- Brewer: Wells & Young’s Bewery, Bedford.
- Strength: 4.7%
- Price: £1.69 (Tesco)
Flavour: Bombardier is a smooth and creamy pint. It is dark in appearance and we could taste a lot of malt and hops, but as with most ales on this list we are not looking for super strength and it has a pleasant, quite subtle flavour. It is supposed to taste of citrus and biscuit, and we can sort of see that. Again it is a fairly good drink if you are hosting an event, being strong enough on the alcohol to promote conviviality but light enough to avoid total disaster.
Why we like it: Bombardier is marketed as ‘the taste of England’ and as such we expect it to be available all over Brighton in advance of England Rugby’s latest humiliations in the Six Nations. It tends to be associated with sporting events associated with England teams, so the perfect choice for an afternoon watching England getting thrashed by the once easily beatable Scots and Welsh. We like the fact that the brewery references Victoriana, and enjoy the adverts based on mutton-chopped chaps doing war-like things in the empire. Also that it was popularised by the late, great Rik Mayall.
- Brewer: Hall & Woodhouse, Blandford St. Mary (Dorset).
- Strength: 5.2%
- Price: £2.15 (Tesco)
Flavour: Blandford Flyer has ginger in it, but this is not a ginger ale like Crabbie’s (which we also like) but a proper English ale with the ginger adding zing as an aftertaste rather than being overpowering. This one you should use to surprise guests, as it is not as known as other Badger ales like Tanglefoot or Fursty Ferret. The ginger adds a crisp taste that you don’t get with other ales. It is tasty and refreshing and we love it. Because of the ginger it might not be ideal with food and is best appreciated alone. We think that this one can probably be chilled.
Why we like it: We love Blandford Flyer. We liked it even better when it was called Blandford Fly. Apparently the beer was invented when the locals started putting ginger in their ale to ward off the bite of a disgusting local peril called the Blandford Fly, a bloodsucking beast they only have in Dorset. Whether or not the ginger was effective in combatting the revolting creature we don’t know. Why change the name? The nasty old fly badge was cooler as well.
- Brewer: T&R Theakston, Masham.
- Strength: 5.6%
- Price: £1.69 (Tesco)
Flavour: Although it is not the strongest ale on the list in terms of alcohol, this is probably the only one we would class as a genuinely strong beer in terms of taste. It is so dark it looks black to the colour, and is heavy like Guinness. It is too strong to really be used as an accompaniment for food, and we have added for the daring few who want to leap into advanced ale-quaffing without working their way through the Spitfires and Honeydews.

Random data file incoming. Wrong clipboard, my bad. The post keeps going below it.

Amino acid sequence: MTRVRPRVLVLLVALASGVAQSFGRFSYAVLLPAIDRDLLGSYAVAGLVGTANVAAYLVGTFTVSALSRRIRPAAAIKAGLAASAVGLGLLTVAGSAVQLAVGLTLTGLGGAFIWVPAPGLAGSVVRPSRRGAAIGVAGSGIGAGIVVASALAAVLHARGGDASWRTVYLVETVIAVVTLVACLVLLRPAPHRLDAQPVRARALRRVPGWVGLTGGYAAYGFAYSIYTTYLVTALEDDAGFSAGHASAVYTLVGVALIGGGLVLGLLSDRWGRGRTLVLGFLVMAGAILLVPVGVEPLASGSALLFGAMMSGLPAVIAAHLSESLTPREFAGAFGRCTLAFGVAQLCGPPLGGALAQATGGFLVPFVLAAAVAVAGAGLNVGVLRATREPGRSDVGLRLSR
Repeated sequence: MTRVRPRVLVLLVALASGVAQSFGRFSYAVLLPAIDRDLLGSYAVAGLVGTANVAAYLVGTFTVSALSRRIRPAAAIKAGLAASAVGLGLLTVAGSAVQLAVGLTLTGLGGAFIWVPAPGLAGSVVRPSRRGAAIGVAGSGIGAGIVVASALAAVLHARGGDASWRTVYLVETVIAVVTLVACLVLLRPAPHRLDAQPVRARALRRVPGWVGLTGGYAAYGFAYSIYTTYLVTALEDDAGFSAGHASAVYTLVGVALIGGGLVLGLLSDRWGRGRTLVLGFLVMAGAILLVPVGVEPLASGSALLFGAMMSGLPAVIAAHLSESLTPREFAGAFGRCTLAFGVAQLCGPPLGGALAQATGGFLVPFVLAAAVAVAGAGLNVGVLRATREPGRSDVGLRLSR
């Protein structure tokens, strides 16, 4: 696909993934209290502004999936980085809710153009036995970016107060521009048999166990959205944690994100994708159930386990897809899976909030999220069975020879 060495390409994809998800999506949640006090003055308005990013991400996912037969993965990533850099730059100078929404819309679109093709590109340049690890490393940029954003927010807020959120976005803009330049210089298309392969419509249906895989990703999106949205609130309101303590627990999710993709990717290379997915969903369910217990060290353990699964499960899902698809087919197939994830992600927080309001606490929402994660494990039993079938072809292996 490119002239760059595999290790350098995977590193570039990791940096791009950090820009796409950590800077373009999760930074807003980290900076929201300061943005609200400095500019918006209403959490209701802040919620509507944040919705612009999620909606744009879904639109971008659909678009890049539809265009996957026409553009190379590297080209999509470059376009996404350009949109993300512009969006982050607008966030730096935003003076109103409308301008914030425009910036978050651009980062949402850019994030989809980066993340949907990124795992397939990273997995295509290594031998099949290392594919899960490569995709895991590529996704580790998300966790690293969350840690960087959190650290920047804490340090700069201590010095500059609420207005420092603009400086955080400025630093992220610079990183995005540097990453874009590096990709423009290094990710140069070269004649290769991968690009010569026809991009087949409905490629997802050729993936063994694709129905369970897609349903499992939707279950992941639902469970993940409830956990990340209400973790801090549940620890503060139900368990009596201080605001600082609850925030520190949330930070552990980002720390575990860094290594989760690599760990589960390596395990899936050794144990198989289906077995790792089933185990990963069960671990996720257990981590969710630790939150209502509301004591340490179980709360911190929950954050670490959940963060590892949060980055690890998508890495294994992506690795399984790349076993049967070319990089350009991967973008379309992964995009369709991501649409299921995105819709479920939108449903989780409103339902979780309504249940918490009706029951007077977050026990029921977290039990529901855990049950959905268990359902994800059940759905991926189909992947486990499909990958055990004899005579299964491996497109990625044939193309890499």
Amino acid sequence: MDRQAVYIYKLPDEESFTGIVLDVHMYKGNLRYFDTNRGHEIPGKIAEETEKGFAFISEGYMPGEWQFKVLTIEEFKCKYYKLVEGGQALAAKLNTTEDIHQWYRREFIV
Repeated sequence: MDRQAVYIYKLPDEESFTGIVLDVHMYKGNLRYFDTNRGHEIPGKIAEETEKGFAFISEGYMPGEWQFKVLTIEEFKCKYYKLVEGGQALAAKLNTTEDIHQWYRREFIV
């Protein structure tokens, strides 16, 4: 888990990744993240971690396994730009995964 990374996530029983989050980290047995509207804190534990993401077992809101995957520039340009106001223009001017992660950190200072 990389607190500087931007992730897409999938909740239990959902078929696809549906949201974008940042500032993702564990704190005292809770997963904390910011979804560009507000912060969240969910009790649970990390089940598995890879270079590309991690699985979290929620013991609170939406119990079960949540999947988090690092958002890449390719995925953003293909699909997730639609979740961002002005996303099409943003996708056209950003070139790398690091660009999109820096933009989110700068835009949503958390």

Why we like it: Old Peculiar is actually a very famous ale. It has won numerous awards and is very well known amongst ale people. This is a heavy, heavy brew and pretty strong, so would normally be for the advanced ale drinker. It is almost black in colour and almost a stout, so you could convincingly get away with serving it on St Patrick’s Day.
Fuller’s Organic Honeydew
- Brewer: Fullers Brewery, Chiswick (London).
- Strength: 5.0%
- Price: £1.29 (Tesco)
Flavour: Another one from London town, Fuller’s had the smart idea of adding honey to ale. We suspect that given ale’s long history in the UK this has been done before, but for us it was pretty new. How does it taste? Like ale but sweeter with a honey aftertaste. Are we surprising anyone with this? As with Blandford Flyer, the honey aftertaste means that you probably shouldn’t serve this with food, although it might do down well after dessert.
Why we like it: The honey means that Honeydew might be a good way into drinking ale for the beginner. The honey sweetness makes it easily drinkable but while it is obscure enough to raise eyebrows around the dinner table, it should still be available in most Brighton supermarkets.
Spitfire Premium Kentish Ale
- Brewer: Shepherd Neame, Faversham.
- Strength: 4.5%
- Price: £1.25 (Tesco)
Flavour: Spitfire is a very easy-to-drink ale like most of our picks. It is not over-strong with a good malty flavour. It is supposed to have fruit and rural flavours – barnyards and so on we suppose. To us it is a pleasant light English ale with a bit of caramel flavour and a slightly bitter aftertaste.
Why we like it: Shepherd Neame claim to be the oldest brewery in the country, brewing being recorded at their Faversham base since 1573. We love the history but this is Britain and brewing ale is an ancient tradition in these parts, so we wouldn’t be surprised if some of these houses have been brewing for a millennia or more. Aside from the history Spitfire is a very famous beer in the UK. It has regional protection like, say, Parma Ham, to appeal to foodies and the brewery’s World War II-style adverts are iconic and amusing to British people. It might appear a little obvious you are feigning an interest in real ale, but as with most ales on this list you can’t really go wrong with it.
Graham is unwell. He will return with more ales when he feels up to it.